For individuals who own and let out residential property the tax landscape has changed significantly over the last 12-18 months. Firstly we've seen the abolition of the 10 per cent wear and tear allowance to be replaced by what is probably a less generous replacement allowance. Secondly, although capital gains tax rates have generally fallen, whether it relates to the disposal of residential property it remains at 18 per cent and more likely 28 per cent. But thirdly, and probably the most significant change, relates to interest on borrowing to acquire or improve residential property, going forward the tax relief is going to be significantly restricted.
So why are these issues important? It's likely that between now and 2020 individuals are going to see a significant increase in their tax bill, and if we have higher interest rates in that same period it could well be a double whammy.
Going forward instead of individuals getting relief at their marginal rate of tax which is currently maximum 45 per cent, it is going to be replaced by tax credit of basic rate tax which is currently 20 per cent. As an example, if you’ve got someone with a highly geared portfolio they could well end up with an economic loss on the letting of that property but still have an income tax charge, in addition it could affect an individual's personal allowance, and also child tax credit.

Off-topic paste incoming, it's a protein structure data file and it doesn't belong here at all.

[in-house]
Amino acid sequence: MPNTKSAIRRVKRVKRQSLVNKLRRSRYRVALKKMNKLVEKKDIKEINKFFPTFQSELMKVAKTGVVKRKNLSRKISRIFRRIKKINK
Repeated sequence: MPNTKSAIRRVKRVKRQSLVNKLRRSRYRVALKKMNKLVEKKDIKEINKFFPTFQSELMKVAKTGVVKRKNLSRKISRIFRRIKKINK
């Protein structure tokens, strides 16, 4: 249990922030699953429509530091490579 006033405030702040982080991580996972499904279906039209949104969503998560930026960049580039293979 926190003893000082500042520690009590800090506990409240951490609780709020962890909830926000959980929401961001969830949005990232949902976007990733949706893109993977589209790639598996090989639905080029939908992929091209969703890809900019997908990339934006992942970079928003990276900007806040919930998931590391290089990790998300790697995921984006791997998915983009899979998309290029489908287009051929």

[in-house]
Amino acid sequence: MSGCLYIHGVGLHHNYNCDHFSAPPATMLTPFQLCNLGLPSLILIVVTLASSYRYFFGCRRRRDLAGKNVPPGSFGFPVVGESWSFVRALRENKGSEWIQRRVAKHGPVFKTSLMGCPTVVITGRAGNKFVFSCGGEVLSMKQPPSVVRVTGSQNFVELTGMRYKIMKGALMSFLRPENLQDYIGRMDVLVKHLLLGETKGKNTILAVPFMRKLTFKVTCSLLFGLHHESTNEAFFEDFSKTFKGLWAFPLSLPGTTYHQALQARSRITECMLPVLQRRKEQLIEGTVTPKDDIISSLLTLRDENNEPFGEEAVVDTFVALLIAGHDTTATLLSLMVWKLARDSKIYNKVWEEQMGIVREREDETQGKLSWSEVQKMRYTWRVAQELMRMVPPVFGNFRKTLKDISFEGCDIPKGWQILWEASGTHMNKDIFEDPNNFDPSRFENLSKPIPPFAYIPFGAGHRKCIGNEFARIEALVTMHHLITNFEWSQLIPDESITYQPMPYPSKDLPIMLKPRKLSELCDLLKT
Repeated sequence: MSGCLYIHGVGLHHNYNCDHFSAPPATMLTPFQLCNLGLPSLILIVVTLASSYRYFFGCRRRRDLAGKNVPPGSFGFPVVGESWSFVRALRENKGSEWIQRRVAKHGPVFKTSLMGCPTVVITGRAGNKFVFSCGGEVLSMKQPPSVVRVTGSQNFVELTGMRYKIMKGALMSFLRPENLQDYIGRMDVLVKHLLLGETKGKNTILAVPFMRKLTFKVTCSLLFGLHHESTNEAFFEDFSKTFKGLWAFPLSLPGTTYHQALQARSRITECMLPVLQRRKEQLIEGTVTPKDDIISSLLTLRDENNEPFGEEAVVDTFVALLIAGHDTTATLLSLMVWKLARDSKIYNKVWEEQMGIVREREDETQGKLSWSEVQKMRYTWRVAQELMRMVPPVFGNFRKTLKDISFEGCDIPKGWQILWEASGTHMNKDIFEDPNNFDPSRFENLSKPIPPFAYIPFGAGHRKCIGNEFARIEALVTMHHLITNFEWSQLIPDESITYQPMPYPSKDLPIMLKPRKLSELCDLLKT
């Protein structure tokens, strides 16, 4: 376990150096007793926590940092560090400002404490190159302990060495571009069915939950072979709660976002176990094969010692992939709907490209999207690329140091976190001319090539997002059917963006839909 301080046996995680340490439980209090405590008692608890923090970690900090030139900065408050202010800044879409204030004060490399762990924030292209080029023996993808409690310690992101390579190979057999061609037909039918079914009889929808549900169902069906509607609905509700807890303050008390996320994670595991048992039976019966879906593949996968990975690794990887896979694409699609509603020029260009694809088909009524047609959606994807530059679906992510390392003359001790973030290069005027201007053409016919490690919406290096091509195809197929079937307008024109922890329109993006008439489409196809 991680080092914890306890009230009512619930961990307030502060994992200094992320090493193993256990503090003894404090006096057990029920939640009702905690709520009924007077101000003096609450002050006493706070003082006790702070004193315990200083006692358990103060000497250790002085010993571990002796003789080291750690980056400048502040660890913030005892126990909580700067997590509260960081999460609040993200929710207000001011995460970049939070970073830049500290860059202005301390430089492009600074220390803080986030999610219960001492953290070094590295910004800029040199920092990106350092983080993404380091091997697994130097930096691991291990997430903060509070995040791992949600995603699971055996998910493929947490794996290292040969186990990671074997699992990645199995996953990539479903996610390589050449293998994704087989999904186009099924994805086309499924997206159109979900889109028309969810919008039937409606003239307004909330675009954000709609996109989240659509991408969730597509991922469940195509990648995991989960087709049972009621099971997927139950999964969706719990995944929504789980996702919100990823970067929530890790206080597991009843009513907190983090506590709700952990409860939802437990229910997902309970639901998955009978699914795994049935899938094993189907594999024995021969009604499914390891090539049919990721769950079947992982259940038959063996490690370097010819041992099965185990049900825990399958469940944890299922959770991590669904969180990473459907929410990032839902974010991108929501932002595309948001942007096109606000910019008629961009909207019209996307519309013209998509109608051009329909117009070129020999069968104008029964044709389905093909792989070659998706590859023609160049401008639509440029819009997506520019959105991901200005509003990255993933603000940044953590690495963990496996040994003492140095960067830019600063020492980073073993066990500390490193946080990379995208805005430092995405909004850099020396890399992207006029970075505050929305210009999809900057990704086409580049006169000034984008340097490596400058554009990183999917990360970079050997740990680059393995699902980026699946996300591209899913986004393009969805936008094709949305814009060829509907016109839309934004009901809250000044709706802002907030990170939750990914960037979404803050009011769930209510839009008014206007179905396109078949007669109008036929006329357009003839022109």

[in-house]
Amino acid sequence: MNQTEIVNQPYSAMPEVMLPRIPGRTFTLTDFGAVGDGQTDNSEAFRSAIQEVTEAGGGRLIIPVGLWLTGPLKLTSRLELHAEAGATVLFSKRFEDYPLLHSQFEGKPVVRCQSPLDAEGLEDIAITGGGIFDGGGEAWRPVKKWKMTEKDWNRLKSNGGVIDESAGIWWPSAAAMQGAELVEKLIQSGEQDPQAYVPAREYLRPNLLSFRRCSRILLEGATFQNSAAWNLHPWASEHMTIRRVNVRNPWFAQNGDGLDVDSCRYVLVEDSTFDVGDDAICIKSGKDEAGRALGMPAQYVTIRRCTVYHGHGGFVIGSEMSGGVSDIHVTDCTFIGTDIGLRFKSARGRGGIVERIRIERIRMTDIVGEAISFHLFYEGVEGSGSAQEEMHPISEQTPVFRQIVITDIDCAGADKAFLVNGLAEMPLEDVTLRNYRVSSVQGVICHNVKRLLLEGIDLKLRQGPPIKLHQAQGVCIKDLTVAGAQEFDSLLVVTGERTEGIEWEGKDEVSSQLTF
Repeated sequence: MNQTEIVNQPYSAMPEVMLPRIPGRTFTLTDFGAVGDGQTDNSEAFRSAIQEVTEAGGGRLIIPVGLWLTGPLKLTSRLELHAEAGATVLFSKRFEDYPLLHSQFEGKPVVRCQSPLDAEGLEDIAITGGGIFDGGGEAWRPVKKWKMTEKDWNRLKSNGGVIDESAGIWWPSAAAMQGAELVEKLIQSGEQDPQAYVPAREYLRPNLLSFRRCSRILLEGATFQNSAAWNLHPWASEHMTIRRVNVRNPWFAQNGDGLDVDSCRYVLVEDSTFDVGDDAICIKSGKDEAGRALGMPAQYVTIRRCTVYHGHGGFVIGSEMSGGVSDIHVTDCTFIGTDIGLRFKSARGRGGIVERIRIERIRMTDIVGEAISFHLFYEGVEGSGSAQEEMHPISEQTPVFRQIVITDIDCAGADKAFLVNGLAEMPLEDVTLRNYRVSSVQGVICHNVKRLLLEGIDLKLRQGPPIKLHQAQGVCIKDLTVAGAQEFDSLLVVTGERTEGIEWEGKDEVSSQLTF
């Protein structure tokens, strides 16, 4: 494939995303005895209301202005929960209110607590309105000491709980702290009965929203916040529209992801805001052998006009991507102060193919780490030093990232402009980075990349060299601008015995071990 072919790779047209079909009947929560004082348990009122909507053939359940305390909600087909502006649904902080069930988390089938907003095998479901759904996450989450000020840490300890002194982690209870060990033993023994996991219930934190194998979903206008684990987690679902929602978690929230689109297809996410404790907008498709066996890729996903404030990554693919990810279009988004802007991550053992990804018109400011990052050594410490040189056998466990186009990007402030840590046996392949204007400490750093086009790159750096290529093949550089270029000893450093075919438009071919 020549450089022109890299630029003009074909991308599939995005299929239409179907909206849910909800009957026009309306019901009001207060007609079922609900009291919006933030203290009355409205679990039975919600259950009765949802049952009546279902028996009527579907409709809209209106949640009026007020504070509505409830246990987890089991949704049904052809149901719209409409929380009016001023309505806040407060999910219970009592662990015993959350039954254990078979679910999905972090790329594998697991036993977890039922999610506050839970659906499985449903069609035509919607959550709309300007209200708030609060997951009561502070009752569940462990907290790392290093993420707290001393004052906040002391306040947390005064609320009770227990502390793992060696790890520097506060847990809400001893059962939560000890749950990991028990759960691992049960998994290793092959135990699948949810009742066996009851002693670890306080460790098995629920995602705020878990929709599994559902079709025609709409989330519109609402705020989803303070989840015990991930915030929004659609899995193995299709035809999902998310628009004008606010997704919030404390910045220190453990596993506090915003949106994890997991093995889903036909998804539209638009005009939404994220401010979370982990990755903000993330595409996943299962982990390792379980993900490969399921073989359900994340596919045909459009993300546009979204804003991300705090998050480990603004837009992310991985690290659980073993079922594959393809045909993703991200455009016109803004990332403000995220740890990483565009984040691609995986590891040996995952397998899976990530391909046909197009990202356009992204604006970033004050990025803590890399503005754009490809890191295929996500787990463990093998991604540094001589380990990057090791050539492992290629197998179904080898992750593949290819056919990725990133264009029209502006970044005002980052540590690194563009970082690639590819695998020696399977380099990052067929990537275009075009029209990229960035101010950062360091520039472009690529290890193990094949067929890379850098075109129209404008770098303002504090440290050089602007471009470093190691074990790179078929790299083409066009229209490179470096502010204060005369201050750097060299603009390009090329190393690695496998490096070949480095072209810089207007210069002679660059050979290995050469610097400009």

So what are the next steps? Firstly you should consider what the implications are of these tax changes on your individual investment portfolio, but secondly is important to consider whether the current structure in which you hold those properties is the most appropriate commercially in the longer term. For further advice or to discuss your options please contact RSM